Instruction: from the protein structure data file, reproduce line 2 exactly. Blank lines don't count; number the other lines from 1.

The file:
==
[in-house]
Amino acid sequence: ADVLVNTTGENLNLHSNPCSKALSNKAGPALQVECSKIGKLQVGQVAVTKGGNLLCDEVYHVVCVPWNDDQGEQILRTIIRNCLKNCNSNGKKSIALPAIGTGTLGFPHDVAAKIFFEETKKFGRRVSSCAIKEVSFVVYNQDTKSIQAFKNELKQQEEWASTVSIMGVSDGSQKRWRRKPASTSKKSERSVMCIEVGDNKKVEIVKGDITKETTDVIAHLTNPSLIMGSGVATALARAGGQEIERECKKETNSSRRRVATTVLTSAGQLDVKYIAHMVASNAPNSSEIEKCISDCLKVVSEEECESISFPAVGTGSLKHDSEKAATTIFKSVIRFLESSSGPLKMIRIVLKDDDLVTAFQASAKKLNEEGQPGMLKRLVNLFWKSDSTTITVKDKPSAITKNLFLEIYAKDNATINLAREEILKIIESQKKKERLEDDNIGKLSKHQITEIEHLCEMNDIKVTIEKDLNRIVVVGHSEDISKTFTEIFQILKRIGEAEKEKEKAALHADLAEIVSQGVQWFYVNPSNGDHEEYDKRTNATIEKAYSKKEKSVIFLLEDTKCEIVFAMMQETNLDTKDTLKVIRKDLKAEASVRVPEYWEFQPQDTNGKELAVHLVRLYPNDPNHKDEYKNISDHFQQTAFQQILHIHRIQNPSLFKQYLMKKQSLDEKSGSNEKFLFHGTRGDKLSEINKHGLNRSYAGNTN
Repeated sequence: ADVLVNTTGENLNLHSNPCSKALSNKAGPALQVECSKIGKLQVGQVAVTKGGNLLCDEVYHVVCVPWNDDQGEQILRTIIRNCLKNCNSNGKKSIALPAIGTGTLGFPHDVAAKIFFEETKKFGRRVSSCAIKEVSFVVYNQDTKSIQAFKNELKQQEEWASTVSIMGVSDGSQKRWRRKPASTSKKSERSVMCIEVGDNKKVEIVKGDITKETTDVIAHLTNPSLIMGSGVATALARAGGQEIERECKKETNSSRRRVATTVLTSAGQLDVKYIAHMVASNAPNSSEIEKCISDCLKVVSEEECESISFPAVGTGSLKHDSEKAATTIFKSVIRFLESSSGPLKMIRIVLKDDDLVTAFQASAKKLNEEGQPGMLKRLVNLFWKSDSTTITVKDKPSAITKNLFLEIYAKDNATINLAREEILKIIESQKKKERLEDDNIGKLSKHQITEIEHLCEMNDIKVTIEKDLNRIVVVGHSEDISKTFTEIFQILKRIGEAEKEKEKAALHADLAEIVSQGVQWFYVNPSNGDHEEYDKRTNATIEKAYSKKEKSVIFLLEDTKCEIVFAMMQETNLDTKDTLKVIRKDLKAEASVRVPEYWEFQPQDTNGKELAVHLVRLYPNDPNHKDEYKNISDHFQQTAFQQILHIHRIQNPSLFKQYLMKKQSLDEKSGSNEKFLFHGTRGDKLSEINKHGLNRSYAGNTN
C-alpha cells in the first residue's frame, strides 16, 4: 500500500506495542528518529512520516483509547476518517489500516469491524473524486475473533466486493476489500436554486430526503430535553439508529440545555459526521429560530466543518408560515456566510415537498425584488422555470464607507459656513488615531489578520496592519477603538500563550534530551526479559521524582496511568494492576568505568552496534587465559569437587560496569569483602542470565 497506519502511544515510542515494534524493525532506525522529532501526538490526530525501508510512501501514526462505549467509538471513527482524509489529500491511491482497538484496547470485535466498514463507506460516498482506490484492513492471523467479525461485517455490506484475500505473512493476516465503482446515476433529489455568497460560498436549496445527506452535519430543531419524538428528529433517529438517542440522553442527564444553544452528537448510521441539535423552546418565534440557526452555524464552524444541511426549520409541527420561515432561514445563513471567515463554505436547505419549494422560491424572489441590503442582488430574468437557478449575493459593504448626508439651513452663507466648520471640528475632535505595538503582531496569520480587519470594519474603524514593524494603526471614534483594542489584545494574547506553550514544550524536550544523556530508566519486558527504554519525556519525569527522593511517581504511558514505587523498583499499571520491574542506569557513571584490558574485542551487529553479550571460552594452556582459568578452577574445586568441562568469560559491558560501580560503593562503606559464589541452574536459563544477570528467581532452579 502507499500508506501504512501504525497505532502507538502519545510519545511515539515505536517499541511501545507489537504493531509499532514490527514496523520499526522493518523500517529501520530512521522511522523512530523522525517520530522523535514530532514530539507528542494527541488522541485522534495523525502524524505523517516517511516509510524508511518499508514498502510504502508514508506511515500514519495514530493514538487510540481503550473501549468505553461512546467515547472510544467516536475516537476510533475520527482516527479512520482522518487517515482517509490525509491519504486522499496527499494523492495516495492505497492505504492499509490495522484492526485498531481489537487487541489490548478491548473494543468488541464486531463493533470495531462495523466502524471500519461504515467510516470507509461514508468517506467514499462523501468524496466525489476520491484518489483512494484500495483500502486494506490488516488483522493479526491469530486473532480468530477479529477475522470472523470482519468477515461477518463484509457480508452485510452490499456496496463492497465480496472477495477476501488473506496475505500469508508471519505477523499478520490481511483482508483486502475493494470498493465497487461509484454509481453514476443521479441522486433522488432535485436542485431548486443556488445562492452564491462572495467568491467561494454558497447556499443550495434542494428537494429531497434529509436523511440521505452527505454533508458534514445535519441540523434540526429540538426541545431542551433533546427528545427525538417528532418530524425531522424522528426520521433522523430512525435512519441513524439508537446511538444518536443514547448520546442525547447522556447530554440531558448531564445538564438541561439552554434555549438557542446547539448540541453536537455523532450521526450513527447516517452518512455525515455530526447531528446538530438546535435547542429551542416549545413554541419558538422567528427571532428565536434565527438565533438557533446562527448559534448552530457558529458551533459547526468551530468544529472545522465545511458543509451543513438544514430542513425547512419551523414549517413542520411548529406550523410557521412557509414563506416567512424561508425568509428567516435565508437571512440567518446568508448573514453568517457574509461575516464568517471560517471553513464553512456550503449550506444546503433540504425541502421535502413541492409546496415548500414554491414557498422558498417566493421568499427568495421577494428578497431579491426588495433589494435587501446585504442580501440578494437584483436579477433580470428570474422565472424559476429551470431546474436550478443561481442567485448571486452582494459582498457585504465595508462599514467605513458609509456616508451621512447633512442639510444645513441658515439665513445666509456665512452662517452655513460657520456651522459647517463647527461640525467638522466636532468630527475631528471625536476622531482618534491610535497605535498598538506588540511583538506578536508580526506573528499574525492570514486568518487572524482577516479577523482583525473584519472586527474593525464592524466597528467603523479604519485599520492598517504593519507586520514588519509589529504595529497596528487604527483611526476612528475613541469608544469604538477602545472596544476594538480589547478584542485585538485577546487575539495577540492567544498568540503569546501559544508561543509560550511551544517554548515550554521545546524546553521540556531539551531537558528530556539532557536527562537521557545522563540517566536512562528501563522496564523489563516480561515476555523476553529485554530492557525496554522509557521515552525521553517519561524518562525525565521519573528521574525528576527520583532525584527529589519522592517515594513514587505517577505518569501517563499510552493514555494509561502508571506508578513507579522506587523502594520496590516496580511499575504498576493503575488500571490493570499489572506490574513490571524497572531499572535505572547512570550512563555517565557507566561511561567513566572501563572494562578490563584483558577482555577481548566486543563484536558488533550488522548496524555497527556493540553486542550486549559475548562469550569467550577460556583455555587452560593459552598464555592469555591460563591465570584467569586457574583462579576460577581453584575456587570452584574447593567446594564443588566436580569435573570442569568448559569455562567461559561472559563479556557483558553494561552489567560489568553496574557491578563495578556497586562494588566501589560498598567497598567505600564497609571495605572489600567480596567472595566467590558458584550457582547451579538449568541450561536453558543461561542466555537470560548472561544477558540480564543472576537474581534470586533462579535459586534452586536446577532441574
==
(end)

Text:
Amino acid sequence: ADVLVNTTGENLNLHSNPCSKALSNKAGPALQVECSKIGKLQVGQVAVTKGGNLLCDEVYHVVCVPWNDDQGEQILRTIIRNCLKNCNSNGKKSIALPAIGTGTLGFPHDVAAKIFFEETKKFGRRVSSCAIKEVSFVVYNQDTKSIQAFKNELKQQEEWASTVSIMGVSDGSQKRWRRKPASTSKKSERSVMCIEVGDNKKVEIVKGDITKETTDVIAHLTNPSLIMGSGVATALARAGGQEIERECKKETNSSRRRVATTVLTSAGQLDVKYIAHMVASNAPNSSEIEKCISDCLKVVSEEECESISFPAVGTGSLKHDSEKAATTIFKSVIRFLESSSGPLKMIRIVLKDDDLVTAFQASAKKLNEEGQPGMLKRLVNLFWKSDSTTITVKDKPSAITKNLFLEIYAKDNATINLAREEILKIIESQKKKERLEDDNIGKLSKHQITEIEHLCEMNDIKVTIEKDLNRIVVVGHSEDISKTFTEIFQILKRIGEAEKEKEKAALHADLAEIVSQGVQWFYVNPSNGDHEEYDKRTNATIEKAYSKKEKSVIFLLEDTKCEIVFAMMQETNLDTKDTLKVIRKDLKAEASVRVPEYWEFQPQDTNGKELAVHLVRLYPNDPNHKDEYKNISDHFQQTAFQQILHIHRIQNPSLFKQYLMKKQSLDEKSGSNEKFLFHGTRGDKLSEINKHGLNRSYAGNTN